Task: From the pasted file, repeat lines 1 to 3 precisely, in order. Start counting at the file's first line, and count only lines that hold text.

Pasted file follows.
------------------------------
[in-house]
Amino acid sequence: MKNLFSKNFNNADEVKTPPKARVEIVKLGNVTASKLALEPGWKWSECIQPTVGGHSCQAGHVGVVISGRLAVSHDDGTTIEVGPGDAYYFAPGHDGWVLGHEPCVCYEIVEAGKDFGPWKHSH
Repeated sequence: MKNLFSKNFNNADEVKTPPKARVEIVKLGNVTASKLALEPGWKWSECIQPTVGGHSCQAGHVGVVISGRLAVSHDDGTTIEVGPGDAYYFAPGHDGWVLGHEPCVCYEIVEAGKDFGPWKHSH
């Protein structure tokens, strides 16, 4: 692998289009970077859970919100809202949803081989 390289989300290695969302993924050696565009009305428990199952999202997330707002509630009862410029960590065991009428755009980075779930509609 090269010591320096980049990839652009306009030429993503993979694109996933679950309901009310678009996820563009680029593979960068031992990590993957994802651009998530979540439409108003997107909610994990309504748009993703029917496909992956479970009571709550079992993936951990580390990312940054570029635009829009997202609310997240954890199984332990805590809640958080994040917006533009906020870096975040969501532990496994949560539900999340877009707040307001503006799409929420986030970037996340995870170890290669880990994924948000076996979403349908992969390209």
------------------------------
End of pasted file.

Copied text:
[in-house]
Amino acid sequence: MKNLFSKNFNNADEVKTPPKARVEIVKLGNVTASKLALEPGWKWSECIQPTVGGHSCQAGHVGVVISGRLAVSHDDGTTIEVGPGDAYYFAPGHDGWVLGHEPCVCYEIVEAGKDFGPWKHSH
Repeated sequence: MKNLFSKNFNNADEVKTPPKARVEIVKLGNVTASKLALEPGWKWSECIQPTVGGHSCQAGHVGVVISGRLAVSHDDGTTIEVGPGDAYYFAPGHDGWVLGHEPCVCYEIVEAGKDFGPWKHSH